Why Sparks are Bright Pink
by Dorothy Crocker

National Council, Girl Guides of Canada-Guides du Canada adopted the idea of a one-year program for five-year-olds in November 1987. The task force that had made the recommendation was charged with developing a program and support material. A few years earlier, there had been pre-Brownie pilot programs in three provinces, Squirrels in Prince Edward Island, Moonbeams in Manitoba and Busy Bees in Alberta.

It took six or seven months to settle on a name for the new branch. About 1,000 Guiders sent in suggestions of almost 200 names. Some names that were popular in one part of Canada had different meanings in another part; many were already "owned" by business or industry; others were double entendres; and still others were quite inappropriate, even hilariously so. "Sparks" wasn't even on the committee's original short list.

However, one of the first things we had to do was decide on a colour because of the time factor involved in designing, manufacturing and distributing uniform and program-related items. Like the program manual, they had to be ready for the field to purchase in September.

In late January 1988, I was at a conference for Ontario's Senior Branches Guiders where I was asked for information about the new five-year-olds' program. I mentioned our need to find a colour for the youngest branch of Guiding.

Immediately, a Guider jumped up and waved aloft a hot pink Hilroy Note Tote binder. "Take this!" she said excitedly. "Show it to them. It's the exact colour. Every five-year-old loves it!"

A little taken aback by her vehemence, I said I'd suggest it at the next meeting of the committee. "That's not good enough!" she exclaimed. "This is the exact colour."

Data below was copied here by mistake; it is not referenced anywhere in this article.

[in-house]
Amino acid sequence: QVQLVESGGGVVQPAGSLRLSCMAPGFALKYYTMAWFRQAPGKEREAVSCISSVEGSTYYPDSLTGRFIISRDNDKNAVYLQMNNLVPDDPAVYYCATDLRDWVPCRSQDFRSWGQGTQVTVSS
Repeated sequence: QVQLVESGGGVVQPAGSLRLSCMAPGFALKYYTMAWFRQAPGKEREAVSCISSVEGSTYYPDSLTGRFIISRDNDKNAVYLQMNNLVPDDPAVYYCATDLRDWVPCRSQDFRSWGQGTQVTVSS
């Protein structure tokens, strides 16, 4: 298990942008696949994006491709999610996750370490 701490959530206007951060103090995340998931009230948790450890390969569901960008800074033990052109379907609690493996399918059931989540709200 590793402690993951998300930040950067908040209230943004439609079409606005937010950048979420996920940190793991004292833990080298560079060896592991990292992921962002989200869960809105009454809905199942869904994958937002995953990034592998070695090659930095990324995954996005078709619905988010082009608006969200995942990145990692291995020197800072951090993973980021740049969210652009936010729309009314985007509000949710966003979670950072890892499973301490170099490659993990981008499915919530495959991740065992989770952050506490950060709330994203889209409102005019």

She opened the book's rings, took out her own papers and thrust the empty binder in my hand. I asked for her address so that I could return it to her. "I don't want it back. It's yours to keep. I want that colour."

To this day, I have no idea who the Guider was. I still have that hot pink Note Tote and keep ideas for Sparks in it, including the few sets of minutes from the task group along with the paper I prepared for the group's presentation to National Council.

At the next meeting of the task group, I told the story and showed the binder. The Director of the Merchandising Centre, who was a member of the task group, sent for colour swatches and in short order we found the match for the hot pink of the binder.

I knew it was the right colour. That season, little girls in every schoolyard I passed and every children's clothing store in malls had hot pink jackets.

And that's how the T-shirt and all the subsequent items for Sparks became pink. Sparks pink.

Note: The Sparks program was changed to a two-year program for 5 and 6 year-olds (Kindergarten and Grade One), and Brownies reduced from a three to two-year program for 7 and 8 year-olds in 1995.

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This page last updated September 18th, 1998